St. Petersburg Times: Super Bowl XXXV
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Super Bowl XXXV Tampa, Florida 2001
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  • The Road to Super Bowl XXXV

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    Lots of money, but not for all

    By TOM ZUCCO

    © St. Petersburg Times, published January 25, 2001


    According to recently released figures from the General Accounting Office -- or maybe it was some guy on the local TV news who said it, what's the difference? -- Super Bowl XXXV will bring in about $991-trillion to the Tampa Bay area.

    This is the mother of all windfalls. Even Palmetto will feel some love. (Overheard at the media center: "Palmetto? Like the bug?" Uh, yeah. They raise them there. Check it out. The tour bus leaves in 10 minutes.)

    And that's just the monetary reward. As we all know, hosting a Super Bowl makes your lawn greener, your breath fresher, your kids above average.

    Hey, Tampa Bay. The drinks are on me!

    But some people still haven't caught on that, if you work your mojo and dial the right people on your cell phone, you can trade in the Taurus for a Lexus SUV, courtesy of The Big Wazoo.

    Of course, these are real people. Not statistics.

    But they have all come into direct contact with the Super Bowl, and yet only one of them is raking it in.

    * * *

    Arletha Perry's sinuses were bothering her again. Happens every time she gets too close to certain cleaning products. Trouble is, that's all the time. Arletha works in the housekeeping department at the Wyndham Westshore Hotel, where the Giants are staying.

    She's 54, she has six children, and she's been cleaning rooms and offices most of her life. She lives in West Tampa.

    She has a routine. The bathroom first, then the beds and the trash. The process takes about 20 minutes. She doesn't complain, except to say that sometimes her back hurts. "The older I get," she said without looking up from the bed she was making, "the worse it gets. But I just put on my back brace and keep going."

    She doesn't say much else. There really isn't time. A hallway full of messy rooms are waiting.

    "I'm working like this because I didn't get an education," she said. "Didn't get past seventh grade."

    Her father disappeared when she was young, leaving her mother to raise 13 children. Perry went to work to help support her family.

    "There's nothing hard about cleaning a room," she said. "It's just a job."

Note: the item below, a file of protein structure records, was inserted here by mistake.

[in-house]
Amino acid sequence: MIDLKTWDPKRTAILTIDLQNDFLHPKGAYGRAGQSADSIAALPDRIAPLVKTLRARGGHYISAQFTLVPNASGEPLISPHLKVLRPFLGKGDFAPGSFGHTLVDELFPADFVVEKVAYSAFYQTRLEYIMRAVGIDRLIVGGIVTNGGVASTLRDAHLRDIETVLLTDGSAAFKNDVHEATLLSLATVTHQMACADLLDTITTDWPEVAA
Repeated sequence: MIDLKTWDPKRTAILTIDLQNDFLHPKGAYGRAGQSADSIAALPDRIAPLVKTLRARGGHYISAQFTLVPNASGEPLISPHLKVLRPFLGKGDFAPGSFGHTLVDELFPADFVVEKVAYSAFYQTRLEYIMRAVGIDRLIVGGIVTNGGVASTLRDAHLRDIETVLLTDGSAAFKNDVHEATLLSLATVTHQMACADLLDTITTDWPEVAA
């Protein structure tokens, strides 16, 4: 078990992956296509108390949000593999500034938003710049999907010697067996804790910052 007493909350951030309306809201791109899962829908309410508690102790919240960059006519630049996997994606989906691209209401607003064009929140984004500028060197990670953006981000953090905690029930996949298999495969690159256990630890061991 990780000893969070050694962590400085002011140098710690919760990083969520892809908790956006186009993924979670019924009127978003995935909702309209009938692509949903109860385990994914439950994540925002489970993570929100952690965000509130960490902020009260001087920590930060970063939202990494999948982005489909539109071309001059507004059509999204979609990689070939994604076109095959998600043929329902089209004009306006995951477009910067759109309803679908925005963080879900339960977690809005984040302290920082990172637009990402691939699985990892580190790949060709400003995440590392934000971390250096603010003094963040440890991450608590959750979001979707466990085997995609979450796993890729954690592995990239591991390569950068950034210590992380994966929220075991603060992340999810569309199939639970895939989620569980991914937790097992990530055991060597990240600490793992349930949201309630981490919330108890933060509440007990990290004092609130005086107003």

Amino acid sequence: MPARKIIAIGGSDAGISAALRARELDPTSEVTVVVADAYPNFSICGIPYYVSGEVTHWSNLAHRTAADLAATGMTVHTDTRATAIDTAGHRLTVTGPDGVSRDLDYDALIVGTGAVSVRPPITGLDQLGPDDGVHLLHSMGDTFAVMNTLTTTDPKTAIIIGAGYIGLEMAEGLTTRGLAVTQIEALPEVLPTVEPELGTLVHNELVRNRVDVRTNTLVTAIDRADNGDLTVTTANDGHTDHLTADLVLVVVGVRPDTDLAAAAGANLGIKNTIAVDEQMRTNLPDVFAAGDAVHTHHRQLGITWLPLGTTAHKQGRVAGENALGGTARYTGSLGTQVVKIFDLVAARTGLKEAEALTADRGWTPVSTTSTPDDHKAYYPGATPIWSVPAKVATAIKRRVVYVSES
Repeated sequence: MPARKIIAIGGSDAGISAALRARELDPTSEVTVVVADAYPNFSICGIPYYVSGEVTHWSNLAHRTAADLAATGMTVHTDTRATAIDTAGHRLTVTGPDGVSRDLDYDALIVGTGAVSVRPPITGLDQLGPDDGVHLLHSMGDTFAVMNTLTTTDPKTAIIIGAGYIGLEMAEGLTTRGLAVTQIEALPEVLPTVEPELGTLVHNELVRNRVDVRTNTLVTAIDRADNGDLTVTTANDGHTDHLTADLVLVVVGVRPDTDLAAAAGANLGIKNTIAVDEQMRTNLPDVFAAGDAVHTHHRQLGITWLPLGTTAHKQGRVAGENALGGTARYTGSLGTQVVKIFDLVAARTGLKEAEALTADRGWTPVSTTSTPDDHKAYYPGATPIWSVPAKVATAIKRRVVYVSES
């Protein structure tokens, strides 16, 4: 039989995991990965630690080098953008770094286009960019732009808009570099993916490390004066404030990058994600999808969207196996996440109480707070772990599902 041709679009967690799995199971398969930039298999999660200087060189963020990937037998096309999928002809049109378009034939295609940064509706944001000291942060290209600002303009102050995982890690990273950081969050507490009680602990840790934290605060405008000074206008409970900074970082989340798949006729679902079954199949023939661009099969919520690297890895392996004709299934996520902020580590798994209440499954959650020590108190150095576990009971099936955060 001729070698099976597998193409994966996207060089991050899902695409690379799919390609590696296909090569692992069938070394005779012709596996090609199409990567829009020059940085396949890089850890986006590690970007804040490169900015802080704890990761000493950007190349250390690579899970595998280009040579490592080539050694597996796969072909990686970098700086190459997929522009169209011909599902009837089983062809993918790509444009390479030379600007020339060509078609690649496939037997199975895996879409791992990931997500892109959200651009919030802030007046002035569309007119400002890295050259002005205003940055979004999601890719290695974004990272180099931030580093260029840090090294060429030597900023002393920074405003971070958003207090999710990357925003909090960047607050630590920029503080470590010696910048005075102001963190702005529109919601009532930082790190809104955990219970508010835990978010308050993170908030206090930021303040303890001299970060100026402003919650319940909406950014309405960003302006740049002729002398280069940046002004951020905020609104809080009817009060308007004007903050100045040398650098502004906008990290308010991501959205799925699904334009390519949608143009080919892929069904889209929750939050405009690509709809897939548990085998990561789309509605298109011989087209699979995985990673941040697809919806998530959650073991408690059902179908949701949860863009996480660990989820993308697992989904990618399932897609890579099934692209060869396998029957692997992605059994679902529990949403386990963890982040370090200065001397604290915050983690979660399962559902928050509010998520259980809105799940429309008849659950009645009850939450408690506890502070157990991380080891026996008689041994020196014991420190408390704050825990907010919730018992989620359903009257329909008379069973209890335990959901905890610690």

Sometimes guests thank her, and once in a while they tip her.

    But usually, she never sees them.

    * * *

    Maybe it's the location, stuck here in a strip mall on Kennedy Boulevard. Or the new bakery that opened down the street. Jim Benetos is trying to figure out why the lunch crowd was smaller than usual Wednesday.

    Smaller? It's just four days to The Big Wazoo. Moxie's Cafe & Bagels is only a three minute walk from the Wyndham. Shouldn't there be some sort of trickle down? Shouldn't there be some love?

    "There might have been something going on at MacDill (Air Force Base)," Benetos said. "And I've heard that a lot of people who live around here are leaving this area until the Super Bowl is over."

    Great. More money for the rest of us.

    Moxie's serves up a righteous Cuban sandwich, but most of the customers are regulars. Benetos, who left Chicago a year ago to open the restaurant with his wife, said that unless he's really busy on Saturday, he won't open on Sunday.

    "The big hotels and restaurants are probably the ones making money," he said. "And the strip clubs."

    That's what he needs.

    Topless waitresses.

    * * *

    One person who will be raking it in is Lola Castilla, who, at the moment is wearing yellow, elbow-length rubber gloves and rubber boots as she rakes her home's biggest asset -- her front yard.

    Castilla, 80, lives in a yellow two-bedroom cinder block house on N Braddock Avenue, two blocks from Raymond James Stadium. Helicopters are flying overhead and trucks rumble non-stop down Himes Avenue.

    "It's usually very quiet here," she said.

    Depending on the number of SUVs and vans she lets in, she can fit up to 14 cars on her front yard.

    She usually collects $10 per car when the Bucs play. But the stakes are higher now.

    "I think maybe 20, 25 dollars," she said.

    Castilla has lived in this house for 35 years. She raised her two daughters here, and although she's divorced and lives alone now, she has a sister close by. And McDonald's. "I go there just to sit," she said. "And I play the scratch-off games."

    Although she loves her house and wants to stay, it's getting to be too much for her.

    "I want to get me a trailer," she said. "My niece has a nice trailer. I may move there."

    And give up the chance to rake it in when The Big Wazoo comes to town?

    Castilla shrugged.

    "I'll get by just fine," she said.

    - Tom Zucco is a staff writer in the Times newsfeatures department.

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